Boise State pushes for a new fine arts building

Boise State's decadelong construction boom is coming to an end

broberts@idahostatesman.comJune 16, 2013 

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Boise State University has poured nearly $300 million into new campus buildings since 2004 and helped shape the school as a technology-based, regional research university.

But now, the school is bumping up against its capacity to sell construction bonds.

Only two structures are left in the school's plan: fine arts and science.

After constructing research, sports, parking and housing structures, the school is pushing for a 90,000- to 120,000-square-foot building to bring its fine arts program under one roof. The structure would face Capitol Boulevard sitting between the Micron Business and Economics building to the south and the John B. Barnes Towers to the north.

The estimated cost of the building is $35 million. Boise State hopes to pay for it through the state's permanent building fund, sale of construction bonds and private financing.

School officials don't have a final design of the building yet from architectural firms LCA in Boise and HGA in Minneapolis. But the new fine arts center will likely be U-shaped with the art gallery facing onto Capitol, said Richard Young, art department chairman.

Boise State is exploring the possibility of a gift from a "significant" art collector who lives out of state, said university President Bob Kustra. He declined to name the person, but said if it happens, the building could be expanded.

TWO REASONS FOR AN ART BUILDING

Boise State's decision to find a home for fine arts is rooted in two needs: one practical and the other, like art itself, somewhat ethereal.

The university's fine arts program is scattered throughout five buildings across campus, including an old Boise School District elementary school, taking up about 40,000 square feet, Young said.

Quarters are cramped. In the metal works classrooms, the tapered tips of a slender anvil are covered with tennis balls so people don't hit them as they squeeze through narrow aisles.

Security also is a problem. Thieves have rappelled from the art department's second floor into an atrium-style gallery and stolen faculty artwork, Young said.

Boise State's art program also lacks some of the up-to-date basics needed to create art. It doesn't "have adequate ventilation for the types of processes we engage students in," Young said.

A new building would provide students with state-of-the-art equipment such as 3-D visualization technology to build models of their work, or to create the work itself, Young said.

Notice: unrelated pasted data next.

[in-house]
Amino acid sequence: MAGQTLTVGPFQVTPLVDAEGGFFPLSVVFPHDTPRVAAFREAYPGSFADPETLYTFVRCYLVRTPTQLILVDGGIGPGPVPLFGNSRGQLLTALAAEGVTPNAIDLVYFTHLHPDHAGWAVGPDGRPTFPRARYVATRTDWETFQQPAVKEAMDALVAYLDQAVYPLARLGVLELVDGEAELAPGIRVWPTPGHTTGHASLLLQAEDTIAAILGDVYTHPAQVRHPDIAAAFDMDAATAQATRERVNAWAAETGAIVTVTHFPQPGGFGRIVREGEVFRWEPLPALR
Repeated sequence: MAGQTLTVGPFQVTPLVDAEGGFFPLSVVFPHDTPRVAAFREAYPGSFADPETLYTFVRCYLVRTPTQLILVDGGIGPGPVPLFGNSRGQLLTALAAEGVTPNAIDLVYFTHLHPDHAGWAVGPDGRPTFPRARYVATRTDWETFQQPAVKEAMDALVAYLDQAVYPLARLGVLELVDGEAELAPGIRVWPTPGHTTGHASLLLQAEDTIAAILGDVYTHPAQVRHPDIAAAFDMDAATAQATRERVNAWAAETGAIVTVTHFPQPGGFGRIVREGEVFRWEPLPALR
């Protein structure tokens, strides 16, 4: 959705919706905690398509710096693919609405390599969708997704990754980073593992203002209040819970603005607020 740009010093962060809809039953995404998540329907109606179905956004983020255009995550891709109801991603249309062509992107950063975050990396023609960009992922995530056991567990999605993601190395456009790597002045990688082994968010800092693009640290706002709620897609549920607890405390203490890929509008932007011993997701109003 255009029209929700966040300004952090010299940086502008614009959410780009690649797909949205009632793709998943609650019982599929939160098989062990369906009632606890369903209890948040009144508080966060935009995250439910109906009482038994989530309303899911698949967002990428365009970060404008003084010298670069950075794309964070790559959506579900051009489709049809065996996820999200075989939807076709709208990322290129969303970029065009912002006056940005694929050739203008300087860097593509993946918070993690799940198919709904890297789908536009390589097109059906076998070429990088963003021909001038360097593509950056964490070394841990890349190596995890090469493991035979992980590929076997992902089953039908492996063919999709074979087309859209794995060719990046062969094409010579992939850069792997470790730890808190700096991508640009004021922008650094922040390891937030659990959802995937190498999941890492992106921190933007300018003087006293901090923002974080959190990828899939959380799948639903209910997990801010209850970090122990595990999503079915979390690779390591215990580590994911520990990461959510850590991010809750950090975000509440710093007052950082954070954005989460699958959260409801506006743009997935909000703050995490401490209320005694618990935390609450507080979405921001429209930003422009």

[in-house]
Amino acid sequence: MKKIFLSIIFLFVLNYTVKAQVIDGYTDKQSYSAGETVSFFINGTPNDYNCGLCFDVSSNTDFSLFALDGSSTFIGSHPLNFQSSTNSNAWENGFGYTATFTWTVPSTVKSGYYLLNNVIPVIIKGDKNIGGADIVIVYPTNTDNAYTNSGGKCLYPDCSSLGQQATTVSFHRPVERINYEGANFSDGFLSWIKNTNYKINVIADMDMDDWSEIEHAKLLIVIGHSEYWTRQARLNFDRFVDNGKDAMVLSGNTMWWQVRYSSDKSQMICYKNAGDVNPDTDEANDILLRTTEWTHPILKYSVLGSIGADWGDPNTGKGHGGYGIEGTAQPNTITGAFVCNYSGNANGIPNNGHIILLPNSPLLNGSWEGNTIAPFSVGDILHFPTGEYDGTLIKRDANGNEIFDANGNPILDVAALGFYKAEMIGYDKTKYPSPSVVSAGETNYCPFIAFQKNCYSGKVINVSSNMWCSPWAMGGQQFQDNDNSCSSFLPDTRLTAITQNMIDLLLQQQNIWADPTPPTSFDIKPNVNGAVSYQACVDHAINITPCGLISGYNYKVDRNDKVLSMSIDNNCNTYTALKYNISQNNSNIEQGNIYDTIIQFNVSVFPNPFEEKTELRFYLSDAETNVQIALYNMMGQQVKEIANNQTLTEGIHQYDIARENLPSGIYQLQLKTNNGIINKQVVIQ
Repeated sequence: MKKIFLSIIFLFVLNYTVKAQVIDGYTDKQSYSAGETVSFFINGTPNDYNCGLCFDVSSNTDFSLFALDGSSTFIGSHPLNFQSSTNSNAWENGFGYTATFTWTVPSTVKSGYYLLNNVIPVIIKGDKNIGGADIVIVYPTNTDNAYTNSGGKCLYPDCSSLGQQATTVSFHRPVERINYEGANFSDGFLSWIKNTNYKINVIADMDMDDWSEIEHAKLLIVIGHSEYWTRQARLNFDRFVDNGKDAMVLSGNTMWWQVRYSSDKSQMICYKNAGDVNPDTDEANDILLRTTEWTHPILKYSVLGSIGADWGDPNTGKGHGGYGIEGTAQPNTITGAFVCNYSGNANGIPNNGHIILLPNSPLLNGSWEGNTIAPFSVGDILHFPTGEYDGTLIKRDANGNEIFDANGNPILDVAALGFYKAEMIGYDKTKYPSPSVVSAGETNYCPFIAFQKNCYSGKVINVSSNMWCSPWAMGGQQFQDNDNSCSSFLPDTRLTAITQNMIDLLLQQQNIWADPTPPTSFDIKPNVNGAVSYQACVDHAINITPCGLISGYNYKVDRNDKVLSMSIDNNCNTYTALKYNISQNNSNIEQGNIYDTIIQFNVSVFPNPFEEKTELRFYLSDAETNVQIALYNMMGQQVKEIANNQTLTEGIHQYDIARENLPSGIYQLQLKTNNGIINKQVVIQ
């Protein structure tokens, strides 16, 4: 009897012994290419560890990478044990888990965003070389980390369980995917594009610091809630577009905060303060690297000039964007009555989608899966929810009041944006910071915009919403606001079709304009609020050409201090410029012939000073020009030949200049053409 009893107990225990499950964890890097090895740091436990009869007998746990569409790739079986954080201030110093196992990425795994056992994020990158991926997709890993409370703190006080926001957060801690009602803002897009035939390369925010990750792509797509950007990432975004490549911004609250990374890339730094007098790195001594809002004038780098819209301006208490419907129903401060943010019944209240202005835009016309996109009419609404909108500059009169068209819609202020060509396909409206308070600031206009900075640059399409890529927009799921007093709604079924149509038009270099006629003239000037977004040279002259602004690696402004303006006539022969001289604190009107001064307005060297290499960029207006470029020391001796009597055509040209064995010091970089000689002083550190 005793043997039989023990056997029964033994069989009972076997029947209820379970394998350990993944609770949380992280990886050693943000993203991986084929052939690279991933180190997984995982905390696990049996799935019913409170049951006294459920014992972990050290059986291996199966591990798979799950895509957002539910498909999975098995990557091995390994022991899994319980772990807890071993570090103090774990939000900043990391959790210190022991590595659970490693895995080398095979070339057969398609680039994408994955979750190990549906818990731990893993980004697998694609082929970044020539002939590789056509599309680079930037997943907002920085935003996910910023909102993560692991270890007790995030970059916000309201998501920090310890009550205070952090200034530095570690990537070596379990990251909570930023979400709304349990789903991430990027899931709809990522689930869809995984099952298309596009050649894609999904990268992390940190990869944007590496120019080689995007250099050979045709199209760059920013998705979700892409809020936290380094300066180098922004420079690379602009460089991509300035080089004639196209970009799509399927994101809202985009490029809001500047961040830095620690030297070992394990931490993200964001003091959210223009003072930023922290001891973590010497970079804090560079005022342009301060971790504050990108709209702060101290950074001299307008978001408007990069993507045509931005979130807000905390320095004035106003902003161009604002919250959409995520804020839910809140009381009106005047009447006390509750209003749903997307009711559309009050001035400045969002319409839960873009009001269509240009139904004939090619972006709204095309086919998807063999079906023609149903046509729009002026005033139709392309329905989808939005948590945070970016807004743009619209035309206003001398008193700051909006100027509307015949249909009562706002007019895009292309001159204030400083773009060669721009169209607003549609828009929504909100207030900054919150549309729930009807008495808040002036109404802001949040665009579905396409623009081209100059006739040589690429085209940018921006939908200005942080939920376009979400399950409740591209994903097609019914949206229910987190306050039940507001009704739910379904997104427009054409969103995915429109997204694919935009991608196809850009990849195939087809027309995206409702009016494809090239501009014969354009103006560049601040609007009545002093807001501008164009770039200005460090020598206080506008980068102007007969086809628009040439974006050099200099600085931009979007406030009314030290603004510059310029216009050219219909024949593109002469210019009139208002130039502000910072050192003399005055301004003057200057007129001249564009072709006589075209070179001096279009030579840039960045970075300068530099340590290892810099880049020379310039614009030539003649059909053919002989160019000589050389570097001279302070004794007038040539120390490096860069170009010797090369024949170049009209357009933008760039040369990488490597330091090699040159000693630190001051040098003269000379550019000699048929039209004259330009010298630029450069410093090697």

LINKING TECHNOLOGY WITH HUMANITY

Beyond the practical, a new fine arts building at the gateway to Boise State would mesh humanities with the school's technological emphasis, Kustra said.

"We have students coming to us who are more connected to technology than ever before and we live in a valley that is more connected to technology and we think it is very important that we connect with our humanity," Kustra said. "This building really gives us a chance to explore who we are as a people."

Kustra envisions a building that's more than a collection of classrooms and studios. He'd like to see large screens where visitors could take virtual tours of the Louvre or the British Art Museum.

But it also must be a place where the school can provide instruction for the department's 600 art majors and the 1,000 students who take art classes.

"We graduate art majors - some in graphic arts where there is a significant corporate demand," Kustra said. "We graduate students who are employable."

FINDING THE MONEY

Kustra's art house dream still has to run the financial obstacle course.

Boise State intends to seek help from the state's permanent building fund in the fall for about $10 million. The university will face plenty of competition for those dollars.

The building fund typically gets $150 million in requests each year with only about $40 million to dole out, said Tim Mason, administrator of the Idaho Department of Public Works.

The University of Idaho will ask for $2.5 million from the fund this fall to help with work on a proposed $50 million, 70,000-square-foot science building.

The building fund advisory council will make its recommendations this fall and send those to Gov. Butch Otter to consider for his budget for 2013-14.

In addition to state funding, Boise State hopes to raise $10 million to $12 million privately and sell bonds for about $15 million.

Students, whose BSU tuition rose 62 percent over the past eight years, pay a portion of the bonding cost through a $242 per-year fee for campus construction.

BONDING CAPACITY

Boise State has about $60 million left in bonding capacity before bond rating agencies are likely to raise concerns about the capacity to keep borrowing, said Jared Everett, interim associate vice president for campus planning and facilities.

If the university puts $15 million into bonding for the fine arts building, that will leave $45 million before it runs up against its bonding limitation.

Boise State owes $234 million in outstanding bond debt. Its payments last year totaled $17.6 million.

The university's last item, the proposed science building, is expected to cost $60 million and would be built some time in the next five years.

Bill Roberts: 377-6408, Twitter: @IDS_BillRoberts

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